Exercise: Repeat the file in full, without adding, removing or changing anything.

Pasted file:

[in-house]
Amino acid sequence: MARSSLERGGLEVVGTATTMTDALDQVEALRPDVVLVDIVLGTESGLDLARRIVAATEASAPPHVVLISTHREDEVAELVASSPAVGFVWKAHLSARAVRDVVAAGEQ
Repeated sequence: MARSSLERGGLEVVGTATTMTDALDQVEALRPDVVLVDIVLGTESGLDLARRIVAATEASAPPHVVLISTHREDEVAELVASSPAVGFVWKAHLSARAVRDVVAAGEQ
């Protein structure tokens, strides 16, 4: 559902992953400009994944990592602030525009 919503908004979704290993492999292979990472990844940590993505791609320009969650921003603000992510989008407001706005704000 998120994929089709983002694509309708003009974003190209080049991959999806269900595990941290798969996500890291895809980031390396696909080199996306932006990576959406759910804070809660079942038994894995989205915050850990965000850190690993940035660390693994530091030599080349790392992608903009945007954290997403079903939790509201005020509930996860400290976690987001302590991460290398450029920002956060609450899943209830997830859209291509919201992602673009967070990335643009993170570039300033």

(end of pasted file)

[in-house]
Amino acid sequence: MARSSLERGGLEVVGTATTMTDALDQVEALRPDVVLVDIVLGTESGLDLARRIVAATEASAPPHVVLISTHREDEVAELVASSPAVGFVWKAHLSARAVRDVVAAGEQ
Repeated sequence: MARSSLERGGLEVVGTATTMTDALDQVEALRPDVVLVDIVLGTESGLDLARRIVAATEASAPPHVVLISTHREDEVAELVASSPAVGFVWKAHLSARAVRDVVAAGEQ
């Protein structure tokens, strides 16, 4: 559902992953400009994944990592602030525009 919503908004979704290993492999292979990472990844940590993505791609320009969650921003603000992510989008407001706005704000 998120994929089709983002694509309708003009974003190209080049991959999806269900595990941290798969996500890291895809980031390396696909080199996306932006990576959406759910804070809660079942038994894995989205915050850990965000850190690993940035660390693994530091030599080349790392992608903009945007954290997403079903939790509201005020509930996860400290976690987001302590991460290398450029920002956060609450899943209830997830859209291509919201992602673009967070990335643009993170570039300033």